SBA Awards 2024: Living the American Dream

Small Business

The strength and humility of Connecticut small businesses outshone the greens at TPC River Highlands May 2 when hundreds of business leaders gathered to celebrate small employers. 

“There are incredible stories all around us,” SBA Connecticut district administrator Catherine Marx said ahead of presenting 11 business owners with recognition. 

“All of our winners excelled in innovation, job creation, revenue growth, and commitment to community,” Marx said.

From entrepreneurs who are writing the opening chapters to owners who are carrying out long-time family legacies, behind each small business is a story of passion and perseverance. 

As the awardees shared their stories and messages, each thanked their communities and the organizations that provided them resources and financial support. 

Connecticut’s 2024 SBA awardees are: 

Exporter of the Year: Anthony DeFeo, Xcalliber/DeFeo Manufacturing Inc.

DeFeo’s father started the company 40 years ago. Operations at the time were inside his New York home. 

“He came from Italy at 18 years old as an engineer,” DeFeo said about his father. “His dream was fulfilled. He lived the American dream.” 

Anthony DeFeo, Xcalliber
Xcalliber owner and CEO Anthony DeFeo accepted his award May 2.

Today, the independent transmission replacement parts manufacturer and supplier occupies three buildings in Brookfield, Connecticut and exports to 100 countries around the globe.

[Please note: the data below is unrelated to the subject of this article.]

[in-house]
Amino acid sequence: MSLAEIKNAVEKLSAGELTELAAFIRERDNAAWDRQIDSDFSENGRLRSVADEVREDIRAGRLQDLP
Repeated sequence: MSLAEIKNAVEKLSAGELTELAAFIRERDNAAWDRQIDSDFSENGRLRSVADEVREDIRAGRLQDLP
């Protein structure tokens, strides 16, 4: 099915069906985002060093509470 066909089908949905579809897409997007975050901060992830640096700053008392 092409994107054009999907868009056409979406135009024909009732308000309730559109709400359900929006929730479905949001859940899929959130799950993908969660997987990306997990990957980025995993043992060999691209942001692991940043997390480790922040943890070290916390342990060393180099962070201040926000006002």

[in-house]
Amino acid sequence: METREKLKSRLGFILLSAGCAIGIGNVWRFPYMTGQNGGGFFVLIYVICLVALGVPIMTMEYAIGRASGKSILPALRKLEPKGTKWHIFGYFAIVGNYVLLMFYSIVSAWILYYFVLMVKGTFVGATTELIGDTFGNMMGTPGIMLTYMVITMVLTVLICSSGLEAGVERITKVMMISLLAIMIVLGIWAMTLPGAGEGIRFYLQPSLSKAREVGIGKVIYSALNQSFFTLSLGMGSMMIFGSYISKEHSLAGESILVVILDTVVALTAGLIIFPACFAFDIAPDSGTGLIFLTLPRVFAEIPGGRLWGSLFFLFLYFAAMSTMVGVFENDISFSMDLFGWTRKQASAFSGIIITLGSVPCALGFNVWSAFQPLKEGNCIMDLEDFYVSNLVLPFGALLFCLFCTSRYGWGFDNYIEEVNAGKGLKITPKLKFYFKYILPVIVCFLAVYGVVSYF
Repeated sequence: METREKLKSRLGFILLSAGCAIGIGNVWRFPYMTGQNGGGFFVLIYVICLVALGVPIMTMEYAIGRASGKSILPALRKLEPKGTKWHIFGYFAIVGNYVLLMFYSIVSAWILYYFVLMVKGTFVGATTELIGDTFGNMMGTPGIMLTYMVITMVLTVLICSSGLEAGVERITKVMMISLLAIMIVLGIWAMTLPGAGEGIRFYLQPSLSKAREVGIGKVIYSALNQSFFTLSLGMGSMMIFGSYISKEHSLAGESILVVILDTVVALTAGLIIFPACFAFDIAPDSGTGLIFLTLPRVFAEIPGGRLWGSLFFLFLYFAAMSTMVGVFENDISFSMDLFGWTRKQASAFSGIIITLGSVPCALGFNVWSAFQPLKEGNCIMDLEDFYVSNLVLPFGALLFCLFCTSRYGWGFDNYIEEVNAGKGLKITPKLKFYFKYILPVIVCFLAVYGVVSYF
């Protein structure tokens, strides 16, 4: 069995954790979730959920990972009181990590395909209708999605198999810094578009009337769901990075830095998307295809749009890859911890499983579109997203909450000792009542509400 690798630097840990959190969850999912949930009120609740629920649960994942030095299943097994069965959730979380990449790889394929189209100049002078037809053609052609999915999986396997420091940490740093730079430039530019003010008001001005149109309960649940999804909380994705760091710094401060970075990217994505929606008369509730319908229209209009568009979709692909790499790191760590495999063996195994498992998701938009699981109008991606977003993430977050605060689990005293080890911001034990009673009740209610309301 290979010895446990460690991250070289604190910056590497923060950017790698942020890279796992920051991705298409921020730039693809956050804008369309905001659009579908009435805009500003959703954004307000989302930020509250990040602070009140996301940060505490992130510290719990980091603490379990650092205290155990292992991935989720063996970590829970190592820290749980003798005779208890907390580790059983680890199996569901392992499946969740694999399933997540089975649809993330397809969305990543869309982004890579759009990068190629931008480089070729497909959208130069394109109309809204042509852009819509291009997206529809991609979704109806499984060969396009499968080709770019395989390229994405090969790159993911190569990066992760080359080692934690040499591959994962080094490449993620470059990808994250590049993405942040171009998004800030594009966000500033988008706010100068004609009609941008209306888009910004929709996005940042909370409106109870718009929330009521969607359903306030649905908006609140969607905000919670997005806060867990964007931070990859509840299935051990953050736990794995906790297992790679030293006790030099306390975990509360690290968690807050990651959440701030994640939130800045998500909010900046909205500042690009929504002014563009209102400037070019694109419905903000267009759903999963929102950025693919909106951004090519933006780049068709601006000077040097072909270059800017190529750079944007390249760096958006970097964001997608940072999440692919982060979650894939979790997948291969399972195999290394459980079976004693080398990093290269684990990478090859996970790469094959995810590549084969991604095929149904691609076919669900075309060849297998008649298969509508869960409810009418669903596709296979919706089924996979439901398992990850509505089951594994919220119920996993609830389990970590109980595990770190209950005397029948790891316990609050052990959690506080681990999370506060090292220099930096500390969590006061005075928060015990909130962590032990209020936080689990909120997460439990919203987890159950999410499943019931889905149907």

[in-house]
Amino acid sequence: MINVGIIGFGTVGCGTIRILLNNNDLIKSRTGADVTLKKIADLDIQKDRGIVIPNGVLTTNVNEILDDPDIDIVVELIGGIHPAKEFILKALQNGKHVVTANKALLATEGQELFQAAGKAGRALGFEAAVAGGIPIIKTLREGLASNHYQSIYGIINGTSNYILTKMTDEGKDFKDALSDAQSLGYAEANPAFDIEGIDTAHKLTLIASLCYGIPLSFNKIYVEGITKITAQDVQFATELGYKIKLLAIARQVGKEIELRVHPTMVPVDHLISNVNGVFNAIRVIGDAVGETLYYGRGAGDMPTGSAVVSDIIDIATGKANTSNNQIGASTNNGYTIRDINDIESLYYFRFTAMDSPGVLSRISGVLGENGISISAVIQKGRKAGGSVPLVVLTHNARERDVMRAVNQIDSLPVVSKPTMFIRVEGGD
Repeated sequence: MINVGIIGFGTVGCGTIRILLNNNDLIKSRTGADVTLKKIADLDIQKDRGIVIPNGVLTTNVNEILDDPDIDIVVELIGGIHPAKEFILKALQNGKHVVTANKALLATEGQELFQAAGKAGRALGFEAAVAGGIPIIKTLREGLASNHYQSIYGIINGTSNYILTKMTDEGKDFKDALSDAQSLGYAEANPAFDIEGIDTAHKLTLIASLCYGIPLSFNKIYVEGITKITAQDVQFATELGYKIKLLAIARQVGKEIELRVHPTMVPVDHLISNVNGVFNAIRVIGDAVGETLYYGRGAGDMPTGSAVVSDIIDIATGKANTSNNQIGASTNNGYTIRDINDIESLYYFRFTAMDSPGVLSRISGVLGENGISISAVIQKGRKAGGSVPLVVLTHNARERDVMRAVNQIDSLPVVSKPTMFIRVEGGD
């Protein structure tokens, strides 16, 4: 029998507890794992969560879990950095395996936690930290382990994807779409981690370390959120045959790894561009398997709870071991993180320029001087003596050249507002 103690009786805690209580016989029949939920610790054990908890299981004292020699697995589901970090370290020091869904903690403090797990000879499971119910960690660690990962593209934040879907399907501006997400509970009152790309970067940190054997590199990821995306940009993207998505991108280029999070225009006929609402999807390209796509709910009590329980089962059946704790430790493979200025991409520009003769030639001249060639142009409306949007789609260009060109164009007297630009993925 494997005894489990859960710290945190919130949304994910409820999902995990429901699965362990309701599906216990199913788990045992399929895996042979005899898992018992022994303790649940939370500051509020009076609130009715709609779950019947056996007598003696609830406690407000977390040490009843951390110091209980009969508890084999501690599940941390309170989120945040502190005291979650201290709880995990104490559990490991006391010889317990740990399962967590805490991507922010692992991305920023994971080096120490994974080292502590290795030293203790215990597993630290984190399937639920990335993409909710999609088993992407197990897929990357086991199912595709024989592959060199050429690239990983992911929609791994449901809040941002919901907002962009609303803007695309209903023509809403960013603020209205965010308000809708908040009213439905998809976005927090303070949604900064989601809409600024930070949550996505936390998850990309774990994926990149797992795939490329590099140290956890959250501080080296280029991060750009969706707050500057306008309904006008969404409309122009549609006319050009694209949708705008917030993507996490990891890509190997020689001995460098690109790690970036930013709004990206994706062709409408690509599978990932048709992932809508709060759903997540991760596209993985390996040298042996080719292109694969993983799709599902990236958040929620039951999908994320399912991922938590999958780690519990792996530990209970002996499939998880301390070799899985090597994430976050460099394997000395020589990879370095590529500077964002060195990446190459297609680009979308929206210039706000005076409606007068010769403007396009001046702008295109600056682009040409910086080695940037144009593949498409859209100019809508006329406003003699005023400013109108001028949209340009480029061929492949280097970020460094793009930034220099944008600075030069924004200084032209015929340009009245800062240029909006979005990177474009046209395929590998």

“We’re extremely proud to be innovative, growing jobs in Brookfield, and more importantly keeping jobs in America.” 

Woman-Owned Small Business of the Year: Dr. Dori Gatter, West Hartford Holistic Counseling

With over 25 years of experience, and 10 years in business, Dr. Dori Gatter and her team offer an integrated approach to healing. 

The center helps patients with mental, emotional, physical, and spiritual health. 

West Hartford Holistic Counseling clinical director Samantha Bebrin
West Hartford Holistic Counseling clinical director Samantha Bebrin accepted the award on behalf of the organization.

“Dori is a really kind, compassionate, loving person who brings that into every layer and level of this business and this work,” clinical director Samantha Bebrin said. 

“You feel that whether you’re working for the company, or if you are a client meeting with a therapist in our group.”